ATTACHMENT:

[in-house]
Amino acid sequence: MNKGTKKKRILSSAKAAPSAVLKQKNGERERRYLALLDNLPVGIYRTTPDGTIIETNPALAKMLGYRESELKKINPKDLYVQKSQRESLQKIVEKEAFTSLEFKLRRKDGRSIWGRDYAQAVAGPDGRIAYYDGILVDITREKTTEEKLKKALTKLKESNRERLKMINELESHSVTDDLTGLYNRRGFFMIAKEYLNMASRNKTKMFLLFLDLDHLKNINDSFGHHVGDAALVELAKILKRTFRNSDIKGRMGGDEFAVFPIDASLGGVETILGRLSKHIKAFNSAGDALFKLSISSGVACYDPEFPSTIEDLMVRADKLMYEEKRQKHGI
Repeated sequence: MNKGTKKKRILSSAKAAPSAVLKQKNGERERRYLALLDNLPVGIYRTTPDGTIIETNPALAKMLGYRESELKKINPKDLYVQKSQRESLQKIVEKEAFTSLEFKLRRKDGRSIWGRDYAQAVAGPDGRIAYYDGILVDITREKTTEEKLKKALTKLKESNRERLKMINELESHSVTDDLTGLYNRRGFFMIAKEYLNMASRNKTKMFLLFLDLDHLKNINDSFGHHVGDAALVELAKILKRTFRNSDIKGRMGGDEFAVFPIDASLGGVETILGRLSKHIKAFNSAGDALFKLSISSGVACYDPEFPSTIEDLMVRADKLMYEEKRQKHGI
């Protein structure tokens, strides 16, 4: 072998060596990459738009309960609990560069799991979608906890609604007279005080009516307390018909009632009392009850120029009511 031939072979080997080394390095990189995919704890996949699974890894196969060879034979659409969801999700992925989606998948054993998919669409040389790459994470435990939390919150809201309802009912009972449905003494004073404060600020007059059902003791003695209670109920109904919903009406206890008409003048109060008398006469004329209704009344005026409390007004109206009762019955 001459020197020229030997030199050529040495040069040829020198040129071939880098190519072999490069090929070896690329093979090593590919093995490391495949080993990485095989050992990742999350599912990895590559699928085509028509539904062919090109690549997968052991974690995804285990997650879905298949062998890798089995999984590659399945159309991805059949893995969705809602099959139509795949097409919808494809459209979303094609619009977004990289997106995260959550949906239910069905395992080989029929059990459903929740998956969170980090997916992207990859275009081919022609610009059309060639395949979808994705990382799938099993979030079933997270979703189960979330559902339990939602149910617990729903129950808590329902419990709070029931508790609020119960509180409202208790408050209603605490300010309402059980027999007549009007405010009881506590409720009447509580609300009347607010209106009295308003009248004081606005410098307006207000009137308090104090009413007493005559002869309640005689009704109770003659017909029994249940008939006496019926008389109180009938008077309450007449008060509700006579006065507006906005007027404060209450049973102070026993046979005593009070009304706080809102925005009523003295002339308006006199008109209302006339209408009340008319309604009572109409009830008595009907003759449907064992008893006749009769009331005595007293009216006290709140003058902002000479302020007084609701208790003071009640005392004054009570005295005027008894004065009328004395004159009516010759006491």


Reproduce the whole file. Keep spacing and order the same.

[in-house]
Amino acid sequence: MNKGTKKKRILSSAKAAPSAVLKQKNGERERRYLALLDNLPVGIYRTTPDGTIIETNPALAKMLGYRESELKKINPKDLYVQKSQRESLQKIVEKEAFTSLEFKLRRKDGRSIWGRDYAQAVAGPDGRIAYYDGILVDITREKTTEEKLKKALTKLKESNRERLKMINELESHSVTDDLTGLYNRRGFFMIAKEYLNMASRNKTKMFLLFLDLDHLKNINDSFGHHVGDAALVELAKILKRTFRNSDIKGRMGGDEFAVFPIDASLGGVETILGRLSKHIKAFNSAGDALFKLSISSGVACYDPEFPSTIEDLMVRADKLMYEEKRQKHGI
Repeated sequence: MNKGTKKKRILSSAKAAPSAVLKQKNGERERRYLALLDNLPVGIYRTTPDGTIIETNPALAKMLGYRESELKKINPKDLYVQKSQRESLQKIVEKEAFTSLEFKLRRKDGRSIWGRDYAQAVAGPDGRIAYYDGILVDITREKTTEEKLKKALTKLKESNRERLKMINELESHSVTDDLTGLYNRRGFFMIAKEYLNMASRNKTKMFLLFLDLDHLKNINDSFGHHVGDAALVELAKILKRTFRNSDIKGRMGGDEFAVFPIDASLGGVETILGRLSKHIKAFNSAGDALFKLSISSGVACYDPEFPSTIEDLMVRADKLMYEEKRQKHGI
């Protein structure tokens, strides 16, 4: 072998060596990459738009309960609990560069799991979608906890609604007279005080009516307390018909009632009392009850120029009511 031939072979080997080394390095990189995919704890996949699974890894196969060879034979659409969801999700992925989606998948054993998919669409040389790459994470435990939390919150809201309802009912009972449905003494004073404060600020007059059902003791003695209670109920109904919903009406206890008409003048109060008398006469004329209704009344005026409390007004109206009762019955 001459020197020229030997030199050529040495040069040829020198040129071939880098190519072999490069090929070896690329093979090593590919093995490391495949080993990485095989050992990742999350599912990895590559699928085509028509539904062919090109690549997968052991974690995804285990997650879905298949062998890798089995999984590659399945159309991805059949893995969705809602099959139509795949097409919808494809459209979303094609619009977004990289997106995260959550949906239910069905395992080989029929059990459903929740998956969170980090997916992207990859275009081919022609610009059309060639395949979808994705990382799938099993979030079933997270979703189960979330559902339990939602149910617990729903129950808590329902419990709070029931508790609020119960509180409202208790408050209603605490300010309402059980027999007549009007405010009881506590409720009447509580609300009347607010209106009295308003009248004081606005410098307006207000009137308090104090009413007493005559002869309640005689009704109770003659017909029994249940008939006496019926008389109180009938008077309450007449008060509700006579006065507006906005007027404060209450049973102070026993046979005593009070009304706080809102925005009523003295002339308006006199008109209302006339209408009340008319309604009572109409009830008595009907003759449907064992008893006749009769009331005595007293009216006290709140003058902002000479302020007084609701208790003071009640005392004054009570005295005027008894004065009328004395004159009516010759006491």